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Compromise and What's Expected

There are a number of social conventions that are broadly undermined by polyamorous relating but especially so by non-hierarchical relationships and relationships that are informed by a relationship anarchist philosophy. One of these is the notion that our relationships should be largely composed of compromises. The relationship anarchist manifesto goes so far as to say "Love is not more real when people compromise for each other because it's part of what is expected" and "Rather than looking for compromises in every situation, let loved ones choose paths that keep their integrity intact, without letting this mean a crisis for the relationship." This runs totally counter to conventional wisdom about how every relationship will mean compromise, how you won't find exactly what you look for in a partner, you need to meet people where they are, etc.

I want us to talk for a moment about how these aren't mutually exclusive, but compromise is not the only solution to a lack of perfect alignment.A compromise leaves us in a position where no one has exactly what they want from the situation - everyone is "giving" a bit, but hopefully not too much in the long run. For some people, it may be the right choice.

For those of us who are heavily autonomy focused, instead building the relationship in the places we can sincerely connect within each of our boundaries - inside the overlap of the Venn diagram where we can meet without compromise; and acknowledging that as different people sometimes our partners' choices are different than ours and change the shape of those relationships - can be difficult sometimes but really valuable and an alternative framework to those compromises. We have different challenges that feel more "worth it" to us.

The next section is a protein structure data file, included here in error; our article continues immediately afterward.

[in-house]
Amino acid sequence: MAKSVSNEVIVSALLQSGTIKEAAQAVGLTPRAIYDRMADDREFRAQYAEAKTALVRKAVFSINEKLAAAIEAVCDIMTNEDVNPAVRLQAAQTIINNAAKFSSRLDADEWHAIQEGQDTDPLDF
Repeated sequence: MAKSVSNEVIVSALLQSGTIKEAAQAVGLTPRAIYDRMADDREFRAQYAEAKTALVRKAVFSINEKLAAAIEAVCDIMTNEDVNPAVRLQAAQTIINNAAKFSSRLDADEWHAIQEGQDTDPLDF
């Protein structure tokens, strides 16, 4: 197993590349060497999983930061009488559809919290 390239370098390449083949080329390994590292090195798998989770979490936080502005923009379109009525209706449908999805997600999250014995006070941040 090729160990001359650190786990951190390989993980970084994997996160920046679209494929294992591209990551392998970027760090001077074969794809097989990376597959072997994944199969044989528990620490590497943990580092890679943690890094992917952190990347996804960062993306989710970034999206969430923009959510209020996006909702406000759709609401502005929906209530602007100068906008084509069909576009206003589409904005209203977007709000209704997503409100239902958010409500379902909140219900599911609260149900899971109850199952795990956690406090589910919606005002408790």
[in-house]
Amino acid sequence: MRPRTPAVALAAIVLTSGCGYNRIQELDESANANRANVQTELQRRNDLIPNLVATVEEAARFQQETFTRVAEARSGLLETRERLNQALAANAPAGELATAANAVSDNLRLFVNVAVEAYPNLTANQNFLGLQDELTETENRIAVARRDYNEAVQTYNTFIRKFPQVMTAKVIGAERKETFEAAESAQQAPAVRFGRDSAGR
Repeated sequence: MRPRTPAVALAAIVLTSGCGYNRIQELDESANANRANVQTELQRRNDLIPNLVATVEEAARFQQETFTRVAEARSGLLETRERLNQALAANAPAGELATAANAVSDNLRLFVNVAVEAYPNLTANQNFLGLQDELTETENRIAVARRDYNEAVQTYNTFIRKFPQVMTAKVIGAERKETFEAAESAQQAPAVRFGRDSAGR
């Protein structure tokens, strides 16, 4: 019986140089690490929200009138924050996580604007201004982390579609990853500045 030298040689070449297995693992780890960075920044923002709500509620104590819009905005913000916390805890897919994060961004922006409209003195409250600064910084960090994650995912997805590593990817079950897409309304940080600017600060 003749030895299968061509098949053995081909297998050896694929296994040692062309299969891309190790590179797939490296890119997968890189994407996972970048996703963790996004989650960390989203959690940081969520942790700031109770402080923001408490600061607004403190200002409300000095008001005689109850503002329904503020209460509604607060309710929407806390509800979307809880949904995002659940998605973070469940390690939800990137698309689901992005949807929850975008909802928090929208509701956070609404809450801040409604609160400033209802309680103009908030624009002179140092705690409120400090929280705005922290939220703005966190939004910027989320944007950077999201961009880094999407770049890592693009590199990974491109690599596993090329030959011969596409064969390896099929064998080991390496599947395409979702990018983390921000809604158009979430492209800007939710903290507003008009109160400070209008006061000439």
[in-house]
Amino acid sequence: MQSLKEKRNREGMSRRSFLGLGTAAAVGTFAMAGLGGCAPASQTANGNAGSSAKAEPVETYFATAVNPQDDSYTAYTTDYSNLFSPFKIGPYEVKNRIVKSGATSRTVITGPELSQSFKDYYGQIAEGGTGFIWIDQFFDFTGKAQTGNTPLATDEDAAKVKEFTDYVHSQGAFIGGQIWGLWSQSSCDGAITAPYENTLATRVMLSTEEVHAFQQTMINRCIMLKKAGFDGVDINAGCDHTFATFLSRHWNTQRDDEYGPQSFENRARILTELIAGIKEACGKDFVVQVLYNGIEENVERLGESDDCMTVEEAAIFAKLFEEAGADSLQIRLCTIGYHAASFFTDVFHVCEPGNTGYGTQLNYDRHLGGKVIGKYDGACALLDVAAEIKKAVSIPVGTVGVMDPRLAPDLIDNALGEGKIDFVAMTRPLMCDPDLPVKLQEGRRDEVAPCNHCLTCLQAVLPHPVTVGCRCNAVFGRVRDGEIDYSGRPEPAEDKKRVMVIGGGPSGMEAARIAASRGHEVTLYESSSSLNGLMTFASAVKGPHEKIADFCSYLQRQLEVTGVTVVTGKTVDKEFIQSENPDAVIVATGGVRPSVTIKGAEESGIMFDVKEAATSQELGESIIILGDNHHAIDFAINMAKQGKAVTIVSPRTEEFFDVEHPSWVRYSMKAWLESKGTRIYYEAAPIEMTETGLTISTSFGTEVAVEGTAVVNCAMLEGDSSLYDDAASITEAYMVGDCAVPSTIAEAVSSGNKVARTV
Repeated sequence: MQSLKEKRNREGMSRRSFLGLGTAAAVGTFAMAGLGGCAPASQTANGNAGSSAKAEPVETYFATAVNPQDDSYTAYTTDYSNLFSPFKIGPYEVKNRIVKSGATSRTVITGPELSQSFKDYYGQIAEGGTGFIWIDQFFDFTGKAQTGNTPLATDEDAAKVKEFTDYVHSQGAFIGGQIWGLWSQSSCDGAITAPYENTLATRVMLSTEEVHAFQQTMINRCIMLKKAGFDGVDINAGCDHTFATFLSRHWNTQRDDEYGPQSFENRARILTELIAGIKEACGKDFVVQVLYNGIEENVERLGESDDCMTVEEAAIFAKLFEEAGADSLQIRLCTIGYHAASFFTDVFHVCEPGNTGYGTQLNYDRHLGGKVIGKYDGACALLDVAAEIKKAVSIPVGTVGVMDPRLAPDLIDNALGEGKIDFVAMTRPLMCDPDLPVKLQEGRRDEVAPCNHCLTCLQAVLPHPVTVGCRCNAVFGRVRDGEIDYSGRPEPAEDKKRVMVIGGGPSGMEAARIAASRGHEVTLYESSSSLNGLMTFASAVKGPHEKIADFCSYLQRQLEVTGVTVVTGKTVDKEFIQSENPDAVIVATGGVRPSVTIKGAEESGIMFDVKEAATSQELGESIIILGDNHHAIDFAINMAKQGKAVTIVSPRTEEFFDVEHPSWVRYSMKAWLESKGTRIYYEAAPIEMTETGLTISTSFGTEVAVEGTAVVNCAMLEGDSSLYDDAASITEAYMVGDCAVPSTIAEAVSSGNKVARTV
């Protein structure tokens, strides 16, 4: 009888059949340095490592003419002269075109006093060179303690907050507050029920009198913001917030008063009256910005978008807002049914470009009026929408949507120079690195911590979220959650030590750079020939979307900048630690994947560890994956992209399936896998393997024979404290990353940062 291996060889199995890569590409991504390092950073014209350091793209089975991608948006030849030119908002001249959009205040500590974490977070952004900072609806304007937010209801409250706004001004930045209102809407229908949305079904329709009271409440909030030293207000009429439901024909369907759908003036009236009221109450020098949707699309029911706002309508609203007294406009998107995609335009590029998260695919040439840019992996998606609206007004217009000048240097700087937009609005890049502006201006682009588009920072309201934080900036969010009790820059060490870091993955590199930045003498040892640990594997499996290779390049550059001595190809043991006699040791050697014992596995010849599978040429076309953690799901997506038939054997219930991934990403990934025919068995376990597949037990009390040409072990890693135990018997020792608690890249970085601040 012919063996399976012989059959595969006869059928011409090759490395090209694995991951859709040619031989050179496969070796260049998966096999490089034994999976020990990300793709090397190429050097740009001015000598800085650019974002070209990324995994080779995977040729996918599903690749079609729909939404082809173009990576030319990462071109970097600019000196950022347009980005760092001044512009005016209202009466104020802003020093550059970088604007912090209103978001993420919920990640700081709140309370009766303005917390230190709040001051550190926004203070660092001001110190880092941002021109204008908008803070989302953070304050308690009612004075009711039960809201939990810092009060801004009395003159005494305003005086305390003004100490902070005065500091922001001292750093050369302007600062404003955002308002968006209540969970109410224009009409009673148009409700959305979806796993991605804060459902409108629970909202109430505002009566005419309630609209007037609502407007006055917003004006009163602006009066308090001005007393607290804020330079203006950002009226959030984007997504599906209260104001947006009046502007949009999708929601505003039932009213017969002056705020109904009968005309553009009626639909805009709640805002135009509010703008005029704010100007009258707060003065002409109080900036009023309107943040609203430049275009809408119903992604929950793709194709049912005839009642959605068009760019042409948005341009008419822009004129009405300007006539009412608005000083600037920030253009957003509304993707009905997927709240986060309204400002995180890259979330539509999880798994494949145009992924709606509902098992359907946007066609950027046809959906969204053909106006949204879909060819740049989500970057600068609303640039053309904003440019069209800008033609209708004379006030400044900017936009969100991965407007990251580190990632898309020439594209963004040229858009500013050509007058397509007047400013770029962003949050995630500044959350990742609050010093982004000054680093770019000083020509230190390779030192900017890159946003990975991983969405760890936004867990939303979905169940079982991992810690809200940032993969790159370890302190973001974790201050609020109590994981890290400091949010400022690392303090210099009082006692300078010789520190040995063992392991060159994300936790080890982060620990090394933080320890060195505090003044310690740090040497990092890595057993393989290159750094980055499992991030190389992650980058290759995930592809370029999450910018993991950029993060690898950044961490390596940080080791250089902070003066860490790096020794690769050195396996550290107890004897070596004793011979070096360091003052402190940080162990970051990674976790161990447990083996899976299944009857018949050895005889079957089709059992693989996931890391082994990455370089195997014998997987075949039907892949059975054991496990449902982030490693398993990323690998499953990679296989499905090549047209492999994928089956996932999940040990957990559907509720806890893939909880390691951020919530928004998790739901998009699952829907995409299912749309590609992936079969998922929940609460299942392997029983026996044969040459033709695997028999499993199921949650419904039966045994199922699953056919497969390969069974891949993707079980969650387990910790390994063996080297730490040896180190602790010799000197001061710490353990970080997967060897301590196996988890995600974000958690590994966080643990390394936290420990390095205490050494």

These quotes about compromise in the Manifesto are located beneath the heading about not approaching our relationships from a place of entitlement, "Love and Respect Instead of Entitlement," and follow the idea that "your history together does not make you entitled to command and control a partner to comply with what is considered normal in a relationship. Explore how you can engage without stepping over boundaries and personal beliefs." Even if you aren't expressly engaging from a relationship anarchist point of view, I think many polyamorous folks are trying to deconstruct these normative ideals and can gain a lot from examining whether they’re exploring the relationship between the partners’ boundaries.


join me and Ro Moed of Unapolygetically for class on Sunday 2/4 tickets here, to discuss this and more!

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